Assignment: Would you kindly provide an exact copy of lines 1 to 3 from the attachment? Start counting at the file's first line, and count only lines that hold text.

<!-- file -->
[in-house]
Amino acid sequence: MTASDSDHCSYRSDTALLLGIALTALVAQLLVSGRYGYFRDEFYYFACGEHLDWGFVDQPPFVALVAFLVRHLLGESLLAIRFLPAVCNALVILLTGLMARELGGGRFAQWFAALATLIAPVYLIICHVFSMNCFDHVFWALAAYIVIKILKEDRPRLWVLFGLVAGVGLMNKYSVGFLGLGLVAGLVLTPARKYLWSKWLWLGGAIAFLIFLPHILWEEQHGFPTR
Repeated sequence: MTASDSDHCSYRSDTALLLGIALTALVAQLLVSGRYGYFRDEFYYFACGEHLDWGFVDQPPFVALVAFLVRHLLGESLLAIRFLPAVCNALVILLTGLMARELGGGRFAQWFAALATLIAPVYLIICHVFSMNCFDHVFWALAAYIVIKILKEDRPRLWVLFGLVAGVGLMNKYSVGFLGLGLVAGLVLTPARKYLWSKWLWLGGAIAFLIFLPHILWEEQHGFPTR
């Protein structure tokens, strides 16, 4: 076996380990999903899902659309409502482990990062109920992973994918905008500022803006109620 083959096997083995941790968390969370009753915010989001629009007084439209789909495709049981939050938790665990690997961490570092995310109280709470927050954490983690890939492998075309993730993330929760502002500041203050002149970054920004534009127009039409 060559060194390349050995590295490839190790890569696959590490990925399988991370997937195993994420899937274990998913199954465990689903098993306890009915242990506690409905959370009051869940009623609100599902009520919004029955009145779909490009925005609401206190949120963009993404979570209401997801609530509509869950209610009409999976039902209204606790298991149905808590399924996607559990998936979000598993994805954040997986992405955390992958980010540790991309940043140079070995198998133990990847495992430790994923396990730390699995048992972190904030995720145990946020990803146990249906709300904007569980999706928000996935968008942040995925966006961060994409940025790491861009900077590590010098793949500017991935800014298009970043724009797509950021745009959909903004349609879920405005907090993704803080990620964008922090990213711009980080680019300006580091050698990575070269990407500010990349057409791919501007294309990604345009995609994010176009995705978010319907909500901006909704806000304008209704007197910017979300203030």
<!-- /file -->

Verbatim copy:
[in-house]
Amino acid sequence: MTASDSDHCSYRSDTALLLGIALTALVAQLLVSGRYGYFRDEFYYFACGEHLDWGFVDQPPFVALVAFLVRHLLGESLLAIRFLPAVCNALVILLTGLMARELGGGRFAQWFAALATLIAPVYLIICHVFSMNCFDHVFWALAAYIVIKILKEDRPRLWVLFGLVAGVGLMNKYSVGFLGLGLVAGLVLTPARKYLWSKWLWLGGAIAFLIFLPHILWEEQHGFPTR
Repeated sequence: MTASDSDHCSYRSDTALLLGIALTALVAQLLVSGRYGYFRDEFYYFACGEHLDWGFVDQPPFVALVAFLVRHLLGESLLAIRFLPAVCNALVILLTGLMARELGGGRFAQWFAALATLIAPVYLIICHVFSMNCFDHVFWALAAYIVIKILKEDRPRLWVLFGLVAGVGLMNKYSVGFLGLGLVAGLVLTPARKYLWSKWLWLGGAIAFLIFLPHILWEEQHGFPTR